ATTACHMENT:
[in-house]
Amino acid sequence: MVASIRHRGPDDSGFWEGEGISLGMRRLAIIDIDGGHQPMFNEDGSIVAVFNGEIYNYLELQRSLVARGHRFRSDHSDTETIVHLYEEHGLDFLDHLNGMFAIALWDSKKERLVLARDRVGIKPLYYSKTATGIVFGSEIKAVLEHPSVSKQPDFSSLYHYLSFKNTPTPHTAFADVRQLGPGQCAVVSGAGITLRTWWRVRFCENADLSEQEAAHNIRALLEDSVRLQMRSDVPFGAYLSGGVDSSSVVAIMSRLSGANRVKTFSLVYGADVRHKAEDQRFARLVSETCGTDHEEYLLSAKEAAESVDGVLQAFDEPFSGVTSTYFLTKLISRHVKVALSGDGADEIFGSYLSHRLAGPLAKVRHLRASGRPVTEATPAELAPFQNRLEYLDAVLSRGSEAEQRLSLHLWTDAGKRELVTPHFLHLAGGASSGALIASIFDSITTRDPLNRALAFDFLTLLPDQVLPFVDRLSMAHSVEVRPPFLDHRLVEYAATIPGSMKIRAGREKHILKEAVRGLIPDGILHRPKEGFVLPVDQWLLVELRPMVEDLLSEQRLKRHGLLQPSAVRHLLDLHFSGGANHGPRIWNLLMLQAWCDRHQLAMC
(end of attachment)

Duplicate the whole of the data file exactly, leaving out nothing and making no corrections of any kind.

[in-house]
Amino acid sequence: MVASIRHRGPDDSGFWEGEGISLGMRRLAIIDIDGGHQPMFNEDGSIVAVFNGEIYNYLELQRSLVARGHRFRSDHSDTETIVHLYEEHGLDFLDHLNGMFAIALWDSKKERLVLARDRVGIKPLYYSKTATGIVFGSEIKAVLEHPSVSKQPDFSSLYHYLSFKNTPTPHTAFADVRQLGPGQCAVVSGAGITLRTWWRVRFCENADLSEQEAAHNIRALLEDSVRLQMRSDVPFGAYLSGGVDSSSVVAIMSRLSGANRVKTFSLVYGADVRHKAEDQRFARLVSETCGTDHEEYLLSAKEAAESVDGVLQAFDEPFSGVTSTYFLTKLISRHVKVALSGDGADEIFGSYLSHRLAGPLAKVRHLRASGRPVTEATPAELAPFQNRLEYLDAVLSRGSEAEQRLSLHLWTDAGKRELVTPHFLHLAGGASSGALIASIFDSITTRDPLNRALAFDFLTLLPDQVLPFVDRLSMAHSVEVRPPFLDHRLVEYAATIPGSMKIRAGREKHILKEAVRGLIPDGILHRPKEGFVLPVDQWLLVELRPMVEDLLSEQRLKRHGLLQPSAVRHLLDLHFSGGANHGPRIWNLLMLQAWCDRHQLAMC